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The Uberfication of the University (Open access Forerunners series version available here; as of April 4 2017 an interactive Manifold series version is available here.)

Públicos Fantasma - La Naturaleza Política Del Libro - La Red (Mexico: Taller de Ediciones Económicas, 2016) - new book, co-authored with Andrew Murphie, Janneke Adema and Alessandro Ludovico. 

'Posthumanities: The Dark Side of "The Dark Side of the Digital"' (with Janneke Adema), in Janneke Adema and Gary Hall, eds, Disrupting the Humanities: Towards Posthumanities, Journal of Electronic PublishingVol. 9, No.2, Winter, 2016.

'Pirate Philosophy And Post-Capitalism: A Conversation With Gary Hall', by Mark Carrigan, The Sociological Imagination, December 8, 2016.

Open Access

Most of Gary's work is freely available to read and download either here in Media Gifts or in Coventry University's online repository CURVE here 

performative project Janneke Adema has put together, based on our ‘The Political Nature of the Book: On Artists’ Books and Radical Open Access’ article for New Formations, Number 78, Summer, 2013. 

'What Does Academia.edu's Success Mean for Open Access: The Data-Driven World of Search Engines and Social Networking', Ctrl-Z: New Media Philosophy, no.5, 2015.

Radical Open Access network

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Tuesday
Sep302014

Drone Culture - call for papers for Culture Machine 2015 issue

As Above, So Below: Drone Culture - call for papers
Culture Machine, Vol.16 (2015)
Edited by Rob Coley and Dean Lockwood (University of Lincoln, UK)
http://www.culturemachine.net

 

The colloquium, ‘As Above, So Below’, held at the University of Lincoln in May 2014, proved the topic of drone culture to be a productive and resonant point of access for discussions of novel forms of life, power, and social and cultural logics in the twenty-first century. The 2015 issue of the peer-reviewed open access journal, Culture Machine, will combine papers commissioned from selected speakers at the colloquium together with new contributions. We are particularly keen to gather international perspectives.

The implications of the drone are still unfolding, however its valence as, in Benjamin Noys’s words, the ‘signature device of the present moment’ is indisputable. Certain discourses, practices and lines of investigation are already established. As Noys notes, above all, a certain theological and metaphysical attitude to the drone – a myth of the drone, foregrounding its ‘God-like’ powers of search and destroy, troubling in its militaristic techno-fetishism – has come to dominate discussion, with interlocutors either wishing to celebrate or critique and demystify such claims for drone power.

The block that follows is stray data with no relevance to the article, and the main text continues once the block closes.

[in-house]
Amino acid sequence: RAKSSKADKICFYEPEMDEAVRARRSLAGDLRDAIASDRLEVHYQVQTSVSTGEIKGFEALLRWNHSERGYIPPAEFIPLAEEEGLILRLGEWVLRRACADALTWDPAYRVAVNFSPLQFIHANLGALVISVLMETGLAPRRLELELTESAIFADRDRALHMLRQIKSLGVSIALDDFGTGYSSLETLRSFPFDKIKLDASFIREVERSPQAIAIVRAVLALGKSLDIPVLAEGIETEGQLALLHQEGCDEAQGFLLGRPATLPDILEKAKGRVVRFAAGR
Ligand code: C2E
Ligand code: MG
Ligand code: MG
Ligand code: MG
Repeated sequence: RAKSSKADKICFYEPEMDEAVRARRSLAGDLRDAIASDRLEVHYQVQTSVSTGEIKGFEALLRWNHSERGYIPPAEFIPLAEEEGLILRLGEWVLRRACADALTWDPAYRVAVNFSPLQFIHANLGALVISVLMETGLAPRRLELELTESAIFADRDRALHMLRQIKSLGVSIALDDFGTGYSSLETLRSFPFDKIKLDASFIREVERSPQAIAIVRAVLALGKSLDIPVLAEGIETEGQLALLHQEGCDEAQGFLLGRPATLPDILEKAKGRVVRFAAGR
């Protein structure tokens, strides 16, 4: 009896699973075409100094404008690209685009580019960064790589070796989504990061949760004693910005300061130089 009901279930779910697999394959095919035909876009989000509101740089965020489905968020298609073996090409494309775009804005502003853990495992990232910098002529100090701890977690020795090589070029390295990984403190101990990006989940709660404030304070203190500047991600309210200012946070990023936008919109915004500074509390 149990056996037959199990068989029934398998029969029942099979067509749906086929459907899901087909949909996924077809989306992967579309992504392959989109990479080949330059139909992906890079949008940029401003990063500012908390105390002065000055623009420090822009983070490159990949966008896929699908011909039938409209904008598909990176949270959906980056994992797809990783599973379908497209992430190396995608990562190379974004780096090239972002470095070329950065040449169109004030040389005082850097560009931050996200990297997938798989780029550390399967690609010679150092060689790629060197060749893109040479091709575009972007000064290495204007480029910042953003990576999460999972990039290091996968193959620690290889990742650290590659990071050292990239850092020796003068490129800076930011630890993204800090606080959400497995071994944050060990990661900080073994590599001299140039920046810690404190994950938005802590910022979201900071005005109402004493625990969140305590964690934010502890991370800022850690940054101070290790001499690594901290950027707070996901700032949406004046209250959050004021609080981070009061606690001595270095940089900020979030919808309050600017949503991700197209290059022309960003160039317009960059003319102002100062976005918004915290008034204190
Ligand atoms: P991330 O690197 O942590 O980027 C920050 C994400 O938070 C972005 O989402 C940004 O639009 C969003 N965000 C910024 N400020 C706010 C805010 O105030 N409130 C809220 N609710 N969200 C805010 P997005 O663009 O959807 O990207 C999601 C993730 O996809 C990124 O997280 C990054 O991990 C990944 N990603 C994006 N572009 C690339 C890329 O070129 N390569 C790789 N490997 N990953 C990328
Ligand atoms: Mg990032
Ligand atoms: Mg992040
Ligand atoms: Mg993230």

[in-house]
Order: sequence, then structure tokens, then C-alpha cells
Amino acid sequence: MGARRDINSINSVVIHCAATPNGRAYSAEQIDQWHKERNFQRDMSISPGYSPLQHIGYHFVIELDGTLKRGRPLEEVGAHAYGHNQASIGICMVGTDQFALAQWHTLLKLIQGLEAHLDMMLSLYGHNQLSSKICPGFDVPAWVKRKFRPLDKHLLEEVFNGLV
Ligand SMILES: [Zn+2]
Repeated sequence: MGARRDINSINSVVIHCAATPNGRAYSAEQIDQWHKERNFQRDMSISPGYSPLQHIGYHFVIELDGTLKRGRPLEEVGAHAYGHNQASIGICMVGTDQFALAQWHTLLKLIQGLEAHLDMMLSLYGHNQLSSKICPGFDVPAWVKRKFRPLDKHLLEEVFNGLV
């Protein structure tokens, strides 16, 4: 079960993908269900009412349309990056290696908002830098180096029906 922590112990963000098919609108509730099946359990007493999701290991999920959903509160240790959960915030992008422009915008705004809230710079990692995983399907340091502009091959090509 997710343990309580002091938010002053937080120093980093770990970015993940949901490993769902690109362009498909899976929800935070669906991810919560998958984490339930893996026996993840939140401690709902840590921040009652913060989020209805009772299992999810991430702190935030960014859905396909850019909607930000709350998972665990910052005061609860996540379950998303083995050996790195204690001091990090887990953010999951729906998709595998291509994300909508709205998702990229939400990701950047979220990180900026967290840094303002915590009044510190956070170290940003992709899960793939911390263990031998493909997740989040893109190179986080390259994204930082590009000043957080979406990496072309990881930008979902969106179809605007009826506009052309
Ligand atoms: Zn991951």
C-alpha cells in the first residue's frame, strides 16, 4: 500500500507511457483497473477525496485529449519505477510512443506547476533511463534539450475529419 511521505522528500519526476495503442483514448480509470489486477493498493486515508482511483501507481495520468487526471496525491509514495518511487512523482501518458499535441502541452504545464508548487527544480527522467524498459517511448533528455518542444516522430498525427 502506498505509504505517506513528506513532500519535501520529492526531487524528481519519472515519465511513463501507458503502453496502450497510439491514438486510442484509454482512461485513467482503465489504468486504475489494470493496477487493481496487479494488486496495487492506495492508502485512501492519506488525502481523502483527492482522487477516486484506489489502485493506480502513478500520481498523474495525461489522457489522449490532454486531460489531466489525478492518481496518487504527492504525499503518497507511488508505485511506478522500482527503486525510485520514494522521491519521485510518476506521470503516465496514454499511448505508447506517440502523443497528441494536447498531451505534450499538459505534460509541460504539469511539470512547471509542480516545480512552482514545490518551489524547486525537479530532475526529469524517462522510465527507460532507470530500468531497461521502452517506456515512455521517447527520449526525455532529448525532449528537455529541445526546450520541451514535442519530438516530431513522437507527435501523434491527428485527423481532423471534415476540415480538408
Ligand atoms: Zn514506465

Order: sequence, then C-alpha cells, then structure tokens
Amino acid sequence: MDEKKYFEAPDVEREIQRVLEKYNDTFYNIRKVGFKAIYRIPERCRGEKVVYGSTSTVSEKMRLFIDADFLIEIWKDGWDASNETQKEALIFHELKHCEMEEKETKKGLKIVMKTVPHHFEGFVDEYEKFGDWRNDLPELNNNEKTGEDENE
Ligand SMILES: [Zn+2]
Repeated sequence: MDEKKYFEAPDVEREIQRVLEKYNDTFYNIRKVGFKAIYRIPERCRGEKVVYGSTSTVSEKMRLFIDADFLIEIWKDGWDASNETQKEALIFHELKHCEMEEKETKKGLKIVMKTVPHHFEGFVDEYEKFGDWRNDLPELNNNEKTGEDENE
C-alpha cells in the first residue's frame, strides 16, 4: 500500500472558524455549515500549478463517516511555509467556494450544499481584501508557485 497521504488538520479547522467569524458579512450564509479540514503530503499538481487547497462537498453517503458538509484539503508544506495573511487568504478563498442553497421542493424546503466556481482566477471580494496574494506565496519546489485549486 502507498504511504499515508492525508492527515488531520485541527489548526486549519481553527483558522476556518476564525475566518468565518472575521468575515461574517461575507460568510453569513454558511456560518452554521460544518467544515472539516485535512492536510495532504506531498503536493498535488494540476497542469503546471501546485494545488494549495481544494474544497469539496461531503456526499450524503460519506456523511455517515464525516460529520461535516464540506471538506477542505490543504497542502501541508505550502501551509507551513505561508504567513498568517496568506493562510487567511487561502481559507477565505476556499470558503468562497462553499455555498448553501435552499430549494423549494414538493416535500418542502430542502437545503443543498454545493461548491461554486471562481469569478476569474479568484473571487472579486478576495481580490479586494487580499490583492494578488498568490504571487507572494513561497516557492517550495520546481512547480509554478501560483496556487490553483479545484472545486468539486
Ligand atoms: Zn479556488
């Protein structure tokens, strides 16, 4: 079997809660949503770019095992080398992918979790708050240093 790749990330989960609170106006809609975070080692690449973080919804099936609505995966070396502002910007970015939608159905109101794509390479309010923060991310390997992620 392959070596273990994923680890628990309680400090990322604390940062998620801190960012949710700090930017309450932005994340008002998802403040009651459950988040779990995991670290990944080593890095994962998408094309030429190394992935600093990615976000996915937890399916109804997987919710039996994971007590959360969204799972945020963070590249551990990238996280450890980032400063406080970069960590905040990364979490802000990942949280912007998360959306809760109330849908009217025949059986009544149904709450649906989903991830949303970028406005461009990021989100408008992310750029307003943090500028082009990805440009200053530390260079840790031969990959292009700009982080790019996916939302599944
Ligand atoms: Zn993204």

What is at stake in our ‘desire for the drone’? How might we engage with such refrains in the interests of resistance? What transformative energies does the phenomenon of the drone exert upon philosophy, media, aesthetics, social and cultural theory, literature and history and how might these disciplines, in and across and between themselves, direct their own energies back upon the drone? We are familiar with some of the more recognizable manifestations of the drone, a list which includes the diffusion of the conventional battlefield, the supposed precision of surgical strikes, and the peculiarities of such a ‘remote’ system of seeing and killing from thousands of miles away. These are the activities of a power that remains largely invisible, for political as much as technical reasons. There is, then, a certain paradox to drone culture: the drone communicates something that must not be communicated. The drone is redacted: hidden in plain sight, present but opaque. Accordingly, though we can describe a culture in which the drone, and the consequences of the drone, are normalized, are integral to an increasingly dominant logic of power, the task of expressing this culture in its material, experiential terms proves to be more difficult. How do we engage with a phenomenon that is simultaneously invisible and utterly visible? How do we map the middleness of this experience?

We invite contributions on such topics as:

– Drone metaphysics
– Drone fiction
– Drone sorcery, magic and glamour
– Occultural theory
– De-Westernizing drone rhetoric and discourse
– Drone temporalities: speed and accelerationism
– Vectoral power: mediation and middleness
– Thanatopolitics

Please submit your contributions including contact details to:

Rob Coley - email: rcoley@lincoln.ac.uk

Dean Lockwood - email: dlockwood@lincoln.ac.uk

The deadline for submission of articles of 5000-7000 words is 19th December 2014. If you wish to discuss potential contributions ahead of submitting completed articles, please feel free to contact the editors.

Culture Machine’s Guidelines for Authors:
http://www.culturemachine.net/index.php/cm/about/submissions#authorGuidelines

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